Arthur Davis is a management consultant and has been quoted in The New York Times, Crain’s New York Business. He has appeared as an expert witness on best practices before The New York State Commission on Corruption in Boxing. Over 50 stories have been published including “Conversation in Black,” which was nominated for the 2015 Pushcart Prize. In the latest installment of our Author of the Month series, he talks to Sauleha Kamal about his writing routine, writing and working in New York, and the power of a compelling image.
“A hundred and ten years after Abraham Lincoln, whites don’t prey on us anywhere near as savagely as our own kind.” This sentence caught my eye right away; it’s full of a sense of regret that features heavily in the protagonist’s experiences throughout the story. Where did your inspiration for this character and his views on racial politics come from?
As a management consultant I often travel through disadvantaged areas in New York City visiting manufacturing clients. These first-hand experiences have done much to inform me as to where there might be hope and, seemingly, little possibility for rebirth.
I believe the real victims of minorities are the members of the minorities they themselves prey upon.
I count myself fortunate to have met people like a Robert and Betty who are the real hope for minorities everywhere. If their experiences are dismissed and their message ignored, drugs, crime and violence will continue to spread like a plague infecting every future generation.
I see an image in my mind and if that image is powerful and compelling the character itself will reveal his or her story.
By the time Betty confronts the gang outside Roseland I was completely caught up in her story as to how she and Robert, and a community, had been so terribly compromised.
‘Roseland’ is a very quintessentially New York story: it laments the loss of the old Harlem community, it is very aware of the city’s present and remembers its past and Robert and Betty even meet talking about pigeons. Where did this come from? What is your own relationship with the city’s changing condition?
I have lived and worked in and around the city most of my life. I see the disadvantaged young and old in the subways and on the street and, sometimes, witness the results of their courage and cruelty on the evening news. They are the backdrop of every large and small urban center, here and across the world.
I see people working two and three jobs to support their families and those who are a drain on our collective community. Examples of courage are everywhere. Robert and Betty are a composite of all those who I have been fortunate enough to meet and my imagination, empathetic enough to recall.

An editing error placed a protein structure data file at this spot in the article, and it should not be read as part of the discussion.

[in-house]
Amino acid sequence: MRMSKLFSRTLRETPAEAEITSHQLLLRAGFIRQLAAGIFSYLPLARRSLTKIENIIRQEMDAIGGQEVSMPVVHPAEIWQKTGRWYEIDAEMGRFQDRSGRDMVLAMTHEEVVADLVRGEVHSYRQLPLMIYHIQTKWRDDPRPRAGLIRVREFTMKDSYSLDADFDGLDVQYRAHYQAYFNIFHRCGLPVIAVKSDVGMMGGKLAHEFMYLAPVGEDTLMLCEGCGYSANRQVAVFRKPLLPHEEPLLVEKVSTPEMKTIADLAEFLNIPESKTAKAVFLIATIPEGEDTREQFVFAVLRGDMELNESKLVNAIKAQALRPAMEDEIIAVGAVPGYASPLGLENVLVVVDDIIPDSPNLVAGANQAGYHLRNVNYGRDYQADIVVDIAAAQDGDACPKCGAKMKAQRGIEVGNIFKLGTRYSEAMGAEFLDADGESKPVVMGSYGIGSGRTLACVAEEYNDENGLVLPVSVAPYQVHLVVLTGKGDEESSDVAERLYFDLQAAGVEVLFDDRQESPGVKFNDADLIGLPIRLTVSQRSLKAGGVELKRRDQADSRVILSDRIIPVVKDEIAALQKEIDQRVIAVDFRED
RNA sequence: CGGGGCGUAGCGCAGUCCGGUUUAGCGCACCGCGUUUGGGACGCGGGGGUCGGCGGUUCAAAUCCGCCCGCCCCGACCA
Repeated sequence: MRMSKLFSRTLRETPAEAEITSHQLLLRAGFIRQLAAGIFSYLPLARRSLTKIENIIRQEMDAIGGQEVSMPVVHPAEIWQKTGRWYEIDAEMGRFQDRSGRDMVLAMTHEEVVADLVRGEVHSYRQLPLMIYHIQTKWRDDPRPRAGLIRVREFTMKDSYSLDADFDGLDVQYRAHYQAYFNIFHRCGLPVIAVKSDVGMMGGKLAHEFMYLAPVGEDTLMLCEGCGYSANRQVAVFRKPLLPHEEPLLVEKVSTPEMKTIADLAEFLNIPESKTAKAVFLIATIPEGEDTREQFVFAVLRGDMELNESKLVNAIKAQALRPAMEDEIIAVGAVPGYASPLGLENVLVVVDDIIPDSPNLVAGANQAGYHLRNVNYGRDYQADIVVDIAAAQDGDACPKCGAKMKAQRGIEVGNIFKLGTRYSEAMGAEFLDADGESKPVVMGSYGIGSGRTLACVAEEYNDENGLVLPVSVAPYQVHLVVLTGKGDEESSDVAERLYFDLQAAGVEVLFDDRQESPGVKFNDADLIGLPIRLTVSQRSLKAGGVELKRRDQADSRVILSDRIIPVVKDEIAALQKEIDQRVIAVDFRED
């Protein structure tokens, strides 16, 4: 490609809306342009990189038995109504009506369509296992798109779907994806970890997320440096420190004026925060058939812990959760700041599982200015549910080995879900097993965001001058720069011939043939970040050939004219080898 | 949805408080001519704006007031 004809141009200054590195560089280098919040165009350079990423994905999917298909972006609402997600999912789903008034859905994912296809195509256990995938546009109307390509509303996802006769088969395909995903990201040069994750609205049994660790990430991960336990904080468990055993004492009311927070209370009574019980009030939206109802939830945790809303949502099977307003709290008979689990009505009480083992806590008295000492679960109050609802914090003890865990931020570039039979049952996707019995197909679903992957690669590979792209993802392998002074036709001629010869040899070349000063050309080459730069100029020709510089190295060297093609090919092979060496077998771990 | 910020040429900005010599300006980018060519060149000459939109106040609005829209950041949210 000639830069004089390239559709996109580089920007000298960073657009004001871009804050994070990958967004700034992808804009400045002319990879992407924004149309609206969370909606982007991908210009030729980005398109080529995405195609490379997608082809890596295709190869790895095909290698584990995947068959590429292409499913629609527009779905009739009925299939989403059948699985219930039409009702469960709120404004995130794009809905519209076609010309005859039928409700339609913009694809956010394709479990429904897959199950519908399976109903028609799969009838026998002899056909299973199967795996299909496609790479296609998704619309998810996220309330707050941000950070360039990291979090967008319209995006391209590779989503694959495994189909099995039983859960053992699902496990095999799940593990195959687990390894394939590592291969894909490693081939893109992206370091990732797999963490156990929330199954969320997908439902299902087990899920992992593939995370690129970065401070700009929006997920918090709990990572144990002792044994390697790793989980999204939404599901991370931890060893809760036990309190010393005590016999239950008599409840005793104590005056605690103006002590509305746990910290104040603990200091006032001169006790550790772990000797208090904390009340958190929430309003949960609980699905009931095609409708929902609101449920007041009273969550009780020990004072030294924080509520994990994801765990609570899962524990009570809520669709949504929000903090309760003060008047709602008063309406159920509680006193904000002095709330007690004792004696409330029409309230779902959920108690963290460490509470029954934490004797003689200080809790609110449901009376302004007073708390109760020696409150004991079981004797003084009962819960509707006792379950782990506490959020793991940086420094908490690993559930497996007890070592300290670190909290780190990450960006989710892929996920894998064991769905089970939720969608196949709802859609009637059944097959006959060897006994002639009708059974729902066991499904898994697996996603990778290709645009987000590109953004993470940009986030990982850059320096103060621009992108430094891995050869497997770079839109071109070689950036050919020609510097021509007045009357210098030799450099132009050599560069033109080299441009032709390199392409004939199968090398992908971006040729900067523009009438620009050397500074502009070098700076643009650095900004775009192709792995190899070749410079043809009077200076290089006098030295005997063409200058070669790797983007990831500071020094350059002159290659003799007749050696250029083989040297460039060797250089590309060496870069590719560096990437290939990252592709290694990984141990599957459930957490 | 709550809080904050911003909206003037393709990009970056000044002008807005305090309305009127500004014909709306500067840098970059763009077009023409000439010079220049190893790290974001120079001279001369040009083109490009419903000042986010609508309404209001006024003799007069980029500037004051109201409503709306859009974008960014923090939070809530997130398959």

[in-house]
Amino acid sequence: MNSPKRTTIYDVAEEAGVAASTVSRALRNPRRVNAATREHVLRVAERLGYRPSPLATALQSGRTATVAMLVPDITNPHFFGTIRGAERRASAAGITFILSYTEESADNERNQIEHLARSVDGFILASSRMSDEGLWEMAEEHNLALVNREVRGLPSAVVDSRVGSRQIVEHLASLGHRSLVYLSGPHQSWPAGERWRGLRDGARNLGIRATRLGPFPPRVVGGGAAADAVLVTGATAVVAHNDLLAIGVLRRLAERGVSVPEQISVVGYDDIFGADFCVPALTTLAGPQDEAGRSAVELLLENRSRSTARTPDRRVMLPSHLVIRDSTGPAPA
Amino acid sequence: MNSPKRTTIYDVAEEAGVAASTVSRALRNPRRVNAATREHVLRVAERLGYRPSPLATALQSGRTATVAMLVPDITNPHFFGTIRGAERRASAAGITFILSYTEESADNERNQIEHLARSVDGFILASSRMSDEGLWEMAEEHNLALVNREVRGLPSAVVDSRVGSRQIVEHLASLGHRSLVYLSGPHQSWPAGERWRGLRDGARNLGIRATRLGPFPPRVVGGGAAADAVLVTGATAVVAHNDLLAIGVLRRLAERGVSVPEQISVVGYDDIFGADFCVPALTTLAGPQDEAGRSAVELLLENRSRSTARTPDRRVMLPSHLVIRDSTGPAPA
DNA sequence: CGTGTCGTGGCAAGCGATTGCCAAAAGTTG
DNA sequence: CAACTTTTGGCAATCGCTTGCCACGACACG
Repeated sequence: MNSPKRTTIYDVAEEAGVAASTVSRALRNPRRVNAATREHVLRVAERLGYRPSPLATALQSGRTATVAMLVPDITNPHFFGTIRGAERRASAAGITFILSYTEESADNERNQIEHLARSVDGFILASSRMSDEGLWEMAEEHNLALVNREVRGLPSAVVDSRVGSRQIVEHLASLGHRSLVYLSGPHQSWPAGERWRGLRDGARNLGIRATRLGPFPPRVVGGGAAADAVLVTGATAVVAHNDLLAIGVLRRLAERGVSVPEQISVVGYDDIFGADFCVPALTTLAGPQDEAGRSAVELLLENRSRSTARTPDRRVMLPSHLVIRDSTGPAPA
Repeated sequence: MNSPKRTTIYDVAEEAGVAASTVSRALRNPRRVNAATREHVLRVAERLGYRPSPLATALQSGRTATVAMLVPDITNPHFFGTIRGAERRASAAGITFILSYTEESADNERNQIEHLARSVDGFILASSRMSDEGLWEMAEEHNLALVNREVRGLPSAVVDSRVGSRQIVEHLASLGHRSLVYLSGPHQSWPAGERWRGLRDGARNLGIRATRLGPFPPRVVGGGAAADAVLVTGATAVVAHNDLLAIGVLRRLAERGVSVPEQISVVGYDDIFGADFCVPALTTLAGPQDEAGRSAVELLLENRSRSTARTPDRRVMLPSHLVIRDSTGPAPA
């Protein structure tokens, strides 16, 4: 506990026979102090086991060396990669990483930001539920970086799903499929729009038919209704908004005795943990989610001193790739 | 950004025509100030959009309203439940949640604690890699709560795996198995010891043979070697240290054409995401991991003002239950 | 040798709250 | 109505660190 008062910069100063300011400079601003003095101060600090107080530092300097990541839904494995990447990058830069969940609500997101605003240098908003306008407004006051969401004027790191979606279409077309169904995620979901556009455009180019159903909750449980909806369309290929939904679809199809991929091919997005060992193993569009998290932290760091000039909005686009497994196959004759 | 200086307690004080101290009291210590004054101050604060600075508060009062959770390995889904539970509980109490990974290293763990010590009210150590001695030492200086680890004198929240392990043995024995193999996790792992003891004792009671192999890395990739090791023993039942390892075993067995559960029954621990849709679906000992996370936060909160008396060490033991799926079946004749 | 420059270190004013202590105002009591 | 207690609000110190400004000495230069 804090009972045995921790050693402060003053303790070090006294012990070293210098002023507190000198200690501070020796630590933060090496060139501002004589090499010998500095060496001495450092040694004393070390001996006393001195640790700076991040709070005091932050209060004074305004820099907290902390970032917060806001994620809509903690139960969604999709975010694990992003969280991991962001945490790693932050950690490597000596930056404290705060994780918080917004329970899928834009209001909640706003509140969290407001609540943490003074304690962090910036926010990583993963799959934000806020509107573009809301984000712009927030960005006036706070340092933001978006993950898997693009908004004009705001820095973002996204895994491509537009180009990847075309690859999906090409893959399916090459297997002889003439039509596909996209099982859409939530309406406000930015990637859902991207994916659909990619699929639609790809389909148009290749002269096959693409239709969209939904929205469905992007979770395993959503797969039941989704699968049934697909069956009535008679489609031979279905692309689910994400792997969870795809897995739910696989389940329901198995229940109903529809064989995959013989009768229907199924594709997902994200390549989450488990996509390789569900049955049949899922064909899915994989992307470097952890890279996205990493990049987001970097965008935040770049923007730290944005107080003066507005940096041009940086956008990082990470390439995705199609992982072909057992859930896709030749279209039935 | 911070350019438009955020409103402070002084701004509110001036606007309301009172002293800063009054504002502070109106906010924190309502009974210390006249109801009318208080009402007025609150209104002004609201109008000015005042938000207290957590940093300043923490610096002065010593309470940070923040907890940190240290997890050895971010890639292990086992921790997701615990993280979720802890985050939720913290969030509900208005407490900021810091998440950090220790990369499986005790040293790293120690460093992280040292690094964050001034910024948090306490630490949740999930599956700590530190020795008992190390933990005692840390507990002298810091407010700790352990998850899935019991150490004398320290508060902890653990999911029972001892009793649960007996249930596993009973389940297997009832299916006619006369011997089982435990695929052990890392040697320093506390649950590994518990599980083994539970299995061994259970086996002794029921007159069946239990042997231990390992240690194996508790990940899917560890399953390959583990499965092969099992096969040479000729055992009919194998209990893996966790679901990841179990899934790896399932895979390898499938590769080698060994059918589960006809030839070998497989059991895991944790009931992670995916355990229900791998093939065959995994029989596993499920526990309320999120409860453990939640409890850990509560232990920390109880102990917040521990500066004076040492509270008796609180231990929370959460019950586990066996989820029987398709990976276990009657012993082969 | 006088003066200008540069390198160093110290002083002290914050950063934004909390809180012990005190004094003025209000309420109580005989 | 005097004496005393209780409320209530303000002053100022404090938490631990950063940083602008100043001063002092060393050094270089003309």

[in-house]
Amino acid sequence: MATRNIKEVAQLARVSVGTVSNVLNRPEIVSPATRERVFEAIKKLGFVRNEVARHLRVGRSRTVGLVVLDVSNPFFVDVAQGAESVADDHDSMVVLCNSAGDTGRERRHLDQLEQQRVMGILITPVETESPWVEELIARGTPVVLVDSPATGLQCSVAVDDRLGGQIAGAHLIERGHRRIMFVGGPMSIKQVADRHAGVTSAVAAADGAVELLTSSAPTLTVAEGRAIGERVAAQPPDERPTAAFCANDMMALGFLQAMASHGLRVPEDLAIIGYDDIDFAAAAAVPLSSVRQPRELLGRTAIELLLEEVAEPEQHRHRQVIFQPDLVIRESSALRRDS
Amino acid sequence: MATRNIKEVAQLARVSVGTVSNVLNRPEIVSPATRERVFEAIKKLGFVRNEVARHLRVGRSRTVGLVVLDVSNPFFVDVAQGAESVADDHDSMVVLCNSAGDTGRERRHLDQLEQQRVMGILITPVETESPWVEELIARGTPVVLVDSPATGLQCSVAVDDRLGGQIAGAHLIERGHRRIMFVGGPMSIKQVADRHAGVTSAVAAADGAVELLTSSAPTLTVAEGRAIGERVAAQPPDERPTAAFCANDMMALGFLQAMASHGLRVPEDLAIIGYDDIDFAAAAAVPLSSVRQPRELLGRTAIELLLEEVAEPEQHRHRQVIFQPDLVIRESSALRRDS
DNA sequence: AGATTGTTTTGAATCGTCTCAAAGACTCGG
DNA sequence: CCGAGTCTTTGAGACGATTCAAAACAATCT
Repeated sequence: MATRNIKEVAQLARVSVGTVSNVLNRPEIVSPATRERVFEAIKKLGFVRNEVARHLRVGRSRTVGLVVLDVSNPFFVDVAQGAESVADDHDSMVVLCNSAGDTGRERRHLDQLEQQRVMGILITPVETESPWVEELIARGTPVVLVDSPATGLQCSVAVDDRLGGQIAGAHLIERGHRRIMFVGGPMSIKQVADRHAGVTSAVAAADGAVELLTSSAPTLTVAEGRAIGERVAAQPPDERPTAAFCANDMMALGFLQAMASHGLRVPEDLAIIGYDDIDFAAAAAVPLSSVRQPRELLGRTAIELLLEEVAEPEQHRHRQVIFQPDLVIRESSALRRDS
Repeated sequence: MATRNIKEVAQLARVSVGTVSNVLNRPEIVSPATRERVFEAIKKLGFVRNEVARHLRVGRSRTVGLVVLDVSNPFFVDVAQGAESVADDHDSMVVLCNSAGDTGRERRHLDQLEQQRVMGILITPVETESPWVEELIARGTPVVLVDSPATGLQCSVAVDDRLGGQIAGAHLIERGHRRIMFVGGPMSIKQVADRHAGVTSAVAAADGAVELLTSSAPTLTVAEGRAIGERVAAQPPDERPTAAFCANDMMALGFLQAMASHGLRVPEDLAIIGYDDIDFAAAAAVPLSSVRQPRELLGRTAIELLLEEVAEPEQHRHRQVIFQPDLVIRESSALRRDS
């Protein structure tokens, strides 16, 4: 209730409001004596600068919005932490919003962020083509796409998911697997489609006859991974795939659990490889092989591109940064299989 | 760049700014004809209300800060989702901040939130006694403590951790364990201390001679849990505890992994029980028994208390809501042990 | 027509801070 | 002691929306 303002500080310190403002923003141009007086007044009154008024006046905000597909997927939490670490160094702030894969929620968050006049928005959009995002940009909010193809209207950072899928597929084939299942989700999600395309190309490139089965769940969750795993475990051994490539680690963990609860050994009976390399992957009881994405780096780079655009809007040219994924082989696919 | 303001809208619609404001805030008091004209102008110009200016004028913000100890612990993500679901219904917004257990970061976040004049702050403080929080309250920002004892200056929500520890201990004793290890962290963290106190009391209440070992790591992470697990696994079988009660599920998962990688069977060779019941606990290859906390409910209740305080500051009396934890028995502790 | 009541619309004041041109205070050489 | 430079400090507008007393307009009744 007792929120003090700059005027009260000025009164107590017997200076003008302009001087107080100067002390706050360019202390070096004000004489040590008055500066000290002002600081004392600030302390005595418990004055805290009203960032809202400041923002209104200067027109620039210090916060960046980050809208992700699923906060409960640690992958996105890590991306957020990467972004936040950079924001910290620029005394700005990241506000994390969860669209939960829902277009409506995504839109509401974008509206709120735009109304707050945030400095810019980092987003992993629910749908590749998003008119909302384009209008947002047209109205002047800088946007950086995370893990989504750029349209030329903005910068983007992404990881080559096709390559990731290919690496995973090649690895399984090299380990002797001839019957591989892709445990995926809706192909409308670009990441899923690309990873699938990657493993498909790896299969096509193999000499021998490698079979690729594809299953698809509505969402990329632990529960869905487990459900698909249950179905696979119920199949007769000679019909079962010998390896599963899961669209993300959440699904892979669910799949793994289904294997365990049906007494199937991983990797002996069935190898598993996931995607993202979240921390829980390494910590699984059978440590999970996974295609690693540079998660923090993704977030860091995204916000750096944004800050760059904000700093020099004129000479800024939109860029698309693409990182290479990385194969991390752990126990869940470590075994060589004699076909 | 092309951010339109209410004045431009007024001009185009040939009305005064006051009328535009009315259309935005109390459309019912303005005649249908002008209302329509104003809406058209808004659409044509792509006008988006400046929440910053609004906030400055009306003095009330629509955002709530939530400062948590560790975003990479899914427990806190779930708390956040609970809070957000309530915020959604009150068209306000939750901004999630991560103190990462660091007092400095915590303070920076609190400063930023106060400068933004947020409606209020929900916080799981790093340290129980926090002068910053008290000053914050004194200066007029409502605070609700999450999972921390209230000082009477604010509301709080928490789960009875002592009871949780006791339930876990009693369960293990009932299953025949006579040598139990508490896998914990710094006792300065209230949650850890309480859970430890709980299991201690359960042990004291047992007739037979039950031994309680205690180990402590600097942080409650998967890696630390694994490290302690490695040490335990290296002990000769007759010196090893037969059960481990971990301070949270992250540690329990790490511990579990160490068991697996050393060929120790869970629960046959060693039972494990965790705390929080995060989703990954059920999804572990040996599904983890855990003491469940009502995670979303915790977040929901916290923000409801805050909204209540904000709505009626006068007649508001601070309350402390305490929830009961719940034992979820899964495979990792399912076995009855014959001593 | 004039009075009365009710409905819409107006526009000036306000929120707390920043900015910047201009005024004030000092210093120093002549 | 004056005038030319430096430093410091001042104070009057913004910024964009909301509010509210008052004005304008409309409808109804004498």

In recent years I see a changing environment that concerns me greatly. I think New York City is at the crossroads, though we seem to be following in a direction that can only result in more class fragmentation and divisiveness.
You’re very prolific, publishing over ten stories every year for the past few years. Would you mind sharing your approach with the young writers who will read this: Do you have a writing routine? How do you approach submissions?
I started as a novelist and wrote eleven novels before turning to short stories. My first stories were in the less marketable 8000 to 12,000 word range. Over the years I’ve worked to recast my approach and focus on stories I can tell in 5000 words or less, where there is a broader audience.
When I am drafting a story I write 2000 words a day no matter what, before I stop.
Creativity comes in many forms and I would encourage any writer to do what gives them the best results and encouraging feedback. There are stories everywhere. I believe the real key is to be open to seeing them. If given an opportunity, most characters can’t wait to tell you their story.
I keep a detailed tracking log to follow my submissions and use Duotrope pretty exclusively. Since I started submitting 4 years ago I see a dramatic change in the market. When I started, there were very few publications that were ‘Temporarily Closed’ to submissions.
It’s now quite common to see a publication Temporarily Closed for months on end as their small staffs are overwhelmed by submissions from around the world. There are even publications that are open for submissions only a week a year. I also see more publications charging a submission fee.
My advice to other authors is to read, write, focus, and never count ‘Rejections.’
‘Roseland’, of course, is literary fiction but a lot of your work has been genre (including sci-fi, horror, dark fantasy). Earlier this year, the release of Kazuo Ishiguro’ s ‘The Buried Giant’ sparked the genre/literary fiction debate again. What is your position in this debate? Do you see a distinction in your work genre and literary fiction?
I have written genre as well as literary stories and novels. I understand the distinction regarding genre/literary fiction though, as a storyteller, I don’t participate in debates that I believe distract from creativity.
I try and focus on the story, which will take whatever form it needs to express itself. The narrative will decide to which category, if any, it belongs. If you write a compelling story, you need to believe it will find a home.
I think you should write what you ‘have’ to write, not necessarily what you want to write. Not sure if this is useful, but this kind of focus has been very helpful to me as we live in a world where time is precious and distractions lurk behind every email.